Effectiveness of short-term knowledge communication on Baltic Sea marine genetic biodiversity to public managers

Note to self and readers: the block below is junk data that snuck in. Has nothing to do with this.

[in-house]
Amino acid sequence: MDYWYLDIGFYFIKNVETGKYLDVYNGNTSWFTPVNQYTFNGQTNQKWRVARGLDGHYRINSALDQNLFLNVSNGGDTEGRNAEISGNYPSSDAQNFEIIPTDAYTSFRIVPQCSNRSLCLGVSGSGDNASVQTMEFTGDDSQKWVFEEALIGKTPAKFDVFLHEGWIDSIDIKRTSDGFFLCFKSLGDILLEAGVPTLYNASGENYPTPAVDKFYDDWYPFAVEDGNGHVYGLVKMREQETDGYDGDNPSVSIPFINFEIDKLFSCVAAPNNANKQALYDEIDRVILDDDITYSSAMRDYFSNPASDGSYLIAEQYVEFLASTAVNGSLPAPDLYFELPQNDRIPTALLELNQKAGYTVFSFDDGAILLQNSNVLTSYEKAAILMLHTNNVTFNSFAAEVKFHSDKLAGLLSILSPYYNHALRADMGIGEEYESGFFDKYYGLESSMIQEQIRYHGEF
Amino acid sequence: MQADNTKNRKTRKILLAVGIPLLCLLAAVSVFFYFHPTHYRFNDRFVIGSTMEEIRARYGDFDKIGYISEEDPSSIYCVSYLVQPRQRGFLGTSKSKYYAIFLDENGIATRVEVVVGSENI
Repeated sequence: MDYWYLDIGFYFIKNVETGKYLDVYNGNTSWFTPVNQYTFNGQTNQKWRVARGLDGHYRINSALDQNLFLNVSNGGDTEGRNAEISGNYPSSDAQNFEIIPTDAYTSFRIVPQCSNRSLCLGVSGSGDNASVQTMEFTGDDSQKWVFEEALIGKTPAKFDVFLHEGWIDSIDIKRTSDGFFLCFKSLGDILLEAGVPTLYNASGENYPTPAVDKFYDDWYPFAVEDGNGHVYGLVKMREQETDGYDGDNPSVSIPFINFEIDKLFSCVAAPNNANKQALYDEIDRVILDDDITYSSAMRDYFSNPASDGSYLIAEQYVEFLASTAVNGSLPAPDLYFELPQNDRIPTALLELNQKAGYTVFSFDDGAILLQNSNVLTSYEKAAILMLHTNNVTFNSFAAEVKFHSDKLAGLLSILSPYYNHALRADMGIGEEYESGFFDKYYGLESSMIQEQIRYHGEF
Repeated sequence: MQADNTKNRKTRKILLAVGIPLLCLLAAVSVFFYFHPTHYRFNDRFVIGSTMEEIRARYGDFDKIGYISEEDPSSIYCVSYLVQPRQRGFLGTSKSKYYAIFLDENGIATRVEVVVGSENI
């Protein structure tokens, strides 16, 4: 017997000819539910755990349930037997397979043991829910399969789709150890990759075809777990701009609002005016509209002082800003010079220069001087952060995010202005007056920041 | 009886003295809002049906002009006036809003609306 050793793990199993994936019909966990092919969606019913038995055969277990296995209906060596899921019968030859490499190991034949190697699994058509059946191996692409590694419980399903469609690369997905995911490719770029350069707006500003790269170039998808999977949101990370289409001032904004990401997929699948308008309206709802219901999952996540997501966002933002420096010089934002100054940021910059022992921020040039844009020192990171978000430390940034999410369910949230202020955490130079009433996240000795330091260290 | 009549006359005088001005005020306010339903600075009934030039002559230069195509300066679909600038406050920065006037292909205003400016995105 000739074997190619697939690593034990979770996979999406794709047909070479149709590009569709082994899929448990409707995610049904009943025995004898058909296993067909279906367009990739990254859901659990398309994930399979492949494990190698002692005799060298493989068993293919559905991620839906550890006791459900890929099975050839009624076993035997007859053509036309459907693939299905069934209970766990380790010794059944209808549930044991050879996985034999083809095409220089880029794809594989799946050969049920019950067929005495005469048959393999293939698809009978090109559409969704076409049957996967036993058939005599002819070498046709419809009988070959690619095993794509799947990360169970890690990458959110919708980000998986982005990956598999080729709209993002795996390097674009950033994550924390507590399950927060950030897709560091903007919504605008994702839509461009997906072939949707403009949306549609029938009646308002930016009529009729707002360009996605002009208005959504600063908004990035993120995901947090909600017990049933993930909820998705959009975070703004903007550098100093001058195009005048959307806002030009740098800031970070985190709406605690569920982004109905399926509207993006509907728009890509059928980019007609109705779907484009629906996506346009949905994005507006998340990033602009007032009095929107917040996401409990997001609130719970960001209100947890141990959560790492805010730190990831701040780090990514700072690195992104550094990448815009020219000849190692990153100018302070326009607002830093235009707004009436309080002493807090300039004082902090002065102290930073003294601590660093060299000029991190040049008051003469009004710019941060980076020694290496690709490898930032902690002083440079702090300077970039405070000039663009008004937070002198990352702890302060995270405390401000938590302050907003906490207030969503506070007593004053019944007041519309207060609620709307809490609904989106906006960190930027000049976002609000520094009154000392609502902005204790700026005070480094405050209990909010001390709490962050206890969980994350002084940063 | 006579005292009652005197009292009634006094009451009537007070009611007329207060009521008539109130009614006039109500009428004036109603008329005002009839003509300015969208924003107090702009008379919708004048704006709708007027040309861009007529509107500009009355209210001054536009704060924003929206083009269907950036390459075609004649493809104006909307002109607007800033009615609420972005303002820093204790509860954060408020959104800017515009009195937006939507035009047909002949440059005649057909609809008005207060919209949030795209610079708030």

The aim of this study is to assess the impact of two forms of short-term knowledge communication—lectures and group deliberations—on public managers’ policy beliefs regarding genetic biodiversity in the Baltic Sea. Genetic biodiversity is a key component of biological variation, but despite scientific knowledge and far-reaching political goals, genetic biodiversity remains neglected in marine management. Previous research highlights lack of knowledge among managers as one explanation to the implementation deficit. This multidisciplinary study builds on the identified need for an improved knowledge transfer between science and ongoing management. A basic knowledge package on genetic biodiversity in the Baltic Sea was presented as either a lecture or a deliberative group discussion to two separate samples of public managers who are involved in Baltic Sea and other biodiversity management at the regional level in Sweden. The empirical findings show that the communicated information has an impact on the public managers’ beliefs on genetic biodiversity of the Baltic Sea. Lectures seem more efficient to transfer knowledge on this theme. Those who received information through a lecture strengthen their confidence in area protection as a management tool to conserve genetic diversity. They were also more convinced of the obligation of authorities at national and regional level to take on larger responsibility for genetic conservation than those managers who participated in a deliberative discussion.